Nov. 18, 2020 By Christian Murray
The plan to relocate the sanitation garage on 21st Street to an industrial area in Astoria took a step further Monday when a Council subcommittee approved it sending the plan to the full council for a vote.
The City plans to move the dilapidated sanitation garage at 24-28 21st St. to a 10-acre industrial site by Luyster Creek in Astoria. As part of the plan, the city has pledged not to sell the 21st Street sanitation site to private developers and says it will use the land to build 100 percent affordable housing.
The Subcommittee on Landmarks, Public Sitings and Dispositions approved the plan by a 5-0 vote Monday, forwarding the plan for a vote in the city council that is sure to be passed within the next month.
Residents of Ravenswood and Queensbridge have complained for years about pollution emanating from the 21st Street facility and the smelly garbage trucks that idle nearby. The trucks, residents say, also leave oil spills and garbage on the roadway.
“The Ravenswood community fought long and hard for justice and won a hard earned commitment from the mayor in 2017 to fund a new garage that is not directly next to thousands of public housing residents,” said Council Member Jimmy Van Bramer in a statement.
The Mayor at the town hall meeting in 2017 promised Van Bramer that he would allocate $130 million to remove the 90-year-old sanitation depot and find a new location.
The Dept. of Sanitation presented its plans to the community in February noting that the current facility is no longer big enough, is in poor structural condition and that its trucks are often forced to park on the sidewalk on 21st Street by 34th Avenue.
The plan involves the construction of a new garage and salt shed on a 9.8 acre site at 31-11 20th Avenue that will enable DSNY to continue serving north west Queens. The salt shed will replace the salt facility on the waterfront at 43rd Avenue and Vernon Boulevard.
The new garage will be a 19,775 square foot facility and the salt shed about 20,000 square feet. The new facility is in the 22nd Council District represented by Costa Constantinides.
Van Bramer applauded Constantinides for working with him on the details of finding a new location.
“The agreement we’ve made delivers major wins for the western Queens community,” Constantinides said in a statement. “This will improve traffic safety along 21st Street, clean the area for Queensbridge and Ravenswood Houses, and create truly affordable housing.”
The City has agreed to make several improvements as part of the relocation. The first is a guarantee that the existing site be kept as public land and is not sold to private developers. Any development would include 100 percent affordable housing and space for community use.
The NYC Department of Housing Preservation and Development will be in charge of developing the 21st Street site and the process will begin this spring. The agency says it will work with community groups including the Western Queens Community Land Trust and the Ravenswood Tenants Association as it puts together a plan.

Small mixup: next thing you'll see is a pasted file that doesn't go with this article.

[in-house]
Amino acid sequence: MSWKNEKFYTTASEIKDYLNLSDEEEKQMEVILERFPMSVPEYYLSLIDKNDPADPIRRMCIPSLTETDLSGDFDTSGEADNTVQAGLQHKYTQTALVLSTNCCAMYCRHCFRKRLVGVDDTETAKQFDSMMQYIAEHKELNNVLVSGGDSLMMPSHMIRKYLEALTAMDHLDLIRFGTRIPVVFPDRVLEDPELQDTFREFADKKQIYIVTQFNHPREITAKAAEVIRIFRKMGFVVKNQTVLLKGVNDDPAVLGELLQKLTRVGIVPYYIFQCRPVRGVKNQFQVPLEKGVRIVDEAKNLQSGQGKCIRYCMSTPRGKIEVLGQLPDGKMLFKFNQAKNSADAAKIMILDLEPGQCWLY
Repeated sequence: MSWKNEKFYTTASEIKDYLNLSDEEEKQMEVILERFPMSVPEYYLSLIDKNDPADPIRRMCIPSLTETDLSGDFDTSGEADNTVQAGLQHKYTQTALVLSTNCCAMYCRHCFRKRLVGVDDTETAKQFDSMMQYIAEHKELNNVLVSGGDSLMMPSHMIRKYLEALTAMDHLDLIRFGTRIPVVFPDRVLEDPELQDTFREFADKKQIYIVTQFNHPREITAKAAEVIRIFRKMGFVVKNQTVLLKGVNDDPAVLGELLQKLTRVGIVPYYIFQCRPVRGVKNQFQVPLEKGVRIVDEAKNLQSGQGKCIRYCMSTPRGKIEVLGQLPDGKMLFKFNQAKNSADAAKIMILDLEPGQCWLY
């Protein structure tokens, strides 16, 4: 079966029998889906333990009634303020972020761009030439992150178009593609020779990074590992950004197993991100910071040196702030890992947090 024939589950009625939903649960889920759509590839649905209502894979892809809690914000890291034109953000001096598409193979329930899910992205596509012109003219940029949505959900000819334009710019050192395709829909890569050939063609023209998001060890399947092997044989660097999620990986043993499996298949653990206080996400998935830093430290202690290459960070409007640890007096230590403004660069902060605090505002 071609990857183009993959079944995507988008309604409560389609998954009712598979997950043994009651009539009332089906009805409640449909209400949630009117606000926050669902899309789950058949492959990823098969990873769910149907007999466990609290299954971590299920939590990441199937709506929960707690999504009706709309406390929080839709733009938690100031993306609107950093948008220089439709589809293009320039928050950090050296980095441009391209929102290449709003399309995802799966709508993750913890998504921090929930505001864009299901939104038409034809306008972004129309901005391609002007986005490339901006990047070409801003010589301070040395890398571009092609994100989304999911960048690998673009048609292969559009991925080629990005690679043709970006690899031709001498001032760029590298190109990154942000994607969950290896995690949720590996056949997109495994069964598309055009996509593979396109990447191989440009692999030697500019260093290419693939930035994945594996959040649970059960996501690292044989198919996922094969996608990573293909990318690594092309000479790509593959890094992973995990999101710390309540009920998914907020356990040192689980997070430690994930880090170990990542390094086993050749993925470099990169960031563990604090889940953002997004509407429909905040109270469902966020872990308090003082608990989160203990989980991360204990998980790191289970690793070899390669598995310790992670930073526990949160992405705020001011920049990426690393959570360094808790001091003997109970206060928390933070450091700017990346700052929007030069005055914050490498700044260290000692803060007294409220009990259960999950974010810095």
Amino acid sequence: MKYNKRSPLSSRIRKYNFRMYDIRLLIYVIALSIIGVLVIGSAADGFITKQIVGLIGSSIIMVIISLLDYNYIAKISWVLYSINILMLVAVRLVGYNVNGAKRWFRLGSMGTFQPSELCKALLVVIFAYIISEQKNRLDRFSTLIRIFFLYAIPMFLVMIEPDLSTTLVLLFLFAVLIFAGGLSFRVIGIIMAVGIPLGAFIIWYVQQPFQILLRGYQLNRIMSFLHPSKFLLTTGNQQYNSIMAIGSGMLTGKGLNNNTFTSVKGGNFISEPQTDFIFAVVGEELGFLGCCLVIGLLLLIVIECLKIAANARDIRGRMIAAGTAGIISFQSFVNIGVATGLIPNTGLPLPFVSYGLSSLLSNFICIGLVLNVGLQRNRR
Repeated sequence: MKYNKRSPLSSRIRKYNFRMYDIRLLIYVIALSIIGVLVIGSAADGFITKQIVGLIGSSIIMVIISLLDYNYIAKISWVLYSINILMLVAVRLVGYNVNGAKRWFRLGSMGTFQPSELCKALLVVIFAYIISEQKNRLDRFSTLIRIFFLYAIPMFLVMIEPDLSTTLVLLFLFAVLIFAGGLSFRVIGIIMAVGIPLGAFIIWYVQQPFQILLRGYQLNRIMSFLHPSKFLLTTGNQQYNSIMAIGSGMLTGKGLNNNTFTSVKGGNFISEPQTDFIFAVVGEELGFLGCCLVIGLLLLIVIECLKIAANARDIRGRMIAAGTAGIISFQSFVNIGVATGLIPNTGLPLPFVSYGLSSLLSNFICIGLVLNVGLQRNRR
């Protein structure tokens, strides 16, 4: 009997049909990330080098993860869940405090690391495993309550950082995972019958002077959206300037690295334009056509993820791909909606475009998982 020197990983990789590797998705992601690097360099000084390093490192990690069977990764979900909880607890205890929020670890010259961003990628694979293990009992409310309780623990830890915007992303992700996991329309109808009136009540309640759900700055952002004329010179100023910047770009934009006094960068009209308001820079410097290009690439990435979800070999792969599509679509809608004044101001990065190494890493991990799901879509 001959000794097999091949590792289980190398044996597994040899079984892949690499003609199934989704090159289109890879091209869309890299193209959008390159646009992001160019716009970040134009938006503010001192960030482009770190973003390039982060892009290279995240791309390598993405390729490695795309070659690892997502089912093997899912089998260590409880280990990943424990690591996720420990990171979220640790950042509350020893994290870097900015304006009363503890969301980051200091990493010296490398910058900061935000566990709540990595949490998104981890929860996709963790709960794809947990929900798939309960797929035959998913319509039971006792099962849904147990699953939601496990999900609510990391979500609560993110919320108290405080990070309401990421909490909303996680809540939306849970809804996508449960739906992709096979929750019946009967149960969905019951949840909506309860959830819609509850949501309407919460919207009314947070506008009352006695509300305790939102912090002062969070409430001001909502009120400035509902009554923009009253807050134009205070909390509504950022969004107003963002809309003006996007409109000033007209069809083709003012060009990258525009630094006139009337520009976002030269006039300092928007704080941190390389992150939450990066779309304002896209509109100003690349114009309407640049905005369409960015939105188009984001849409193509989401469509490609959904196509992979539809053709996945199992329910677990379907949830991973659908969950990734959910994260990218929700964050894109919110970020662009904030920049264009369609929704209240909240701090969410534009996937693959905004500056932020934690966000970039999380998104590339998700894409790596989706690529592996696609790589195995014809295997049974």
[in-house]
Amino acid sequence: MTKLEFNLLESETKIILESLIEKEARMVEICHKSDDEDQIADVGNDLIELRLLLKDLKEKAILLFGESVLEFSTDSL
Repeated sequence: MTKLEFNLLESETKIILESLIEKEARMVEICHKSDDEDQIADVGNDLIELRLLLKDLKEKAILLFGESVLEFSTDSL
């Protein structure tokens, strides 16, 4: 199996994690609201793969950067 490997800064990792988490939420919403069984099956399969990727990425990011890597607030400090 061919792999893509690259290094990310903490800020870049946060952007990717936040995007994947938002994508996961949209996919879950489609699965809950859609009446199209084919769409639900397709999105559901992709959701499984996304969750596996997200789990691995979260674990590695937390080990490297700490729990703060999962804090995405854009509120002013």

The DSNY has also pledged to take steps toward cleaning up Luyster Creek, a polluted waterway adjacent to the proposed facility. This involves replacing invasive plant species and fortifying the shorefront to combat erosion.
The city also plans to increase traffic safety on 21st Street, which runs from northern Astoria to the Queensboro Bridge. The DOT has agreed to launch a community outreach program as part of a plan to make it easier for pedestrians and cyclists—as well as buses– to traverse the 4-lane thoroughfare.
“This is a great day for Ravenswood,” Van Bramer said. “I am glad to have accomplished a decades long goal of my constituents in Ravenswood—to move the existing polluting garage off its current site and to replace it with a use that the community wants to see.”
Thanks for bringing these trucks to my neighborhood and right next to our children’s soccer and baseball fields. My asthmatic child doesn’t need clean air. We all understand who butters your bread. By the way, didn’t you just lose the election? Why are you still talking? Do us all a favor and go away. (Same goes for Van Bramer.)
Crazy that the city wants to build the housing on that site. What could possibly go wrong other than it taking 10 years longer and cost hundreds of million more $ than if they just worked with a private developer to do 30% or 40% affordable housing.
Will the city also have NYCHA manage the buildings so that they are dilapidated in 10 or 15 years?
The city has no money to build a project like this. Auction the site off to developers, get a large amount of affordable housing and have a well managed building that pays actually real estate taxes and is built quickly and properly for the next few decades.
Another opportunitty lost to lower the costs of operatiing NYC. This will ensure the continuing rise in property tax rates and make our city less affordable. These head in the sand proposals aren’t good for city dwellers.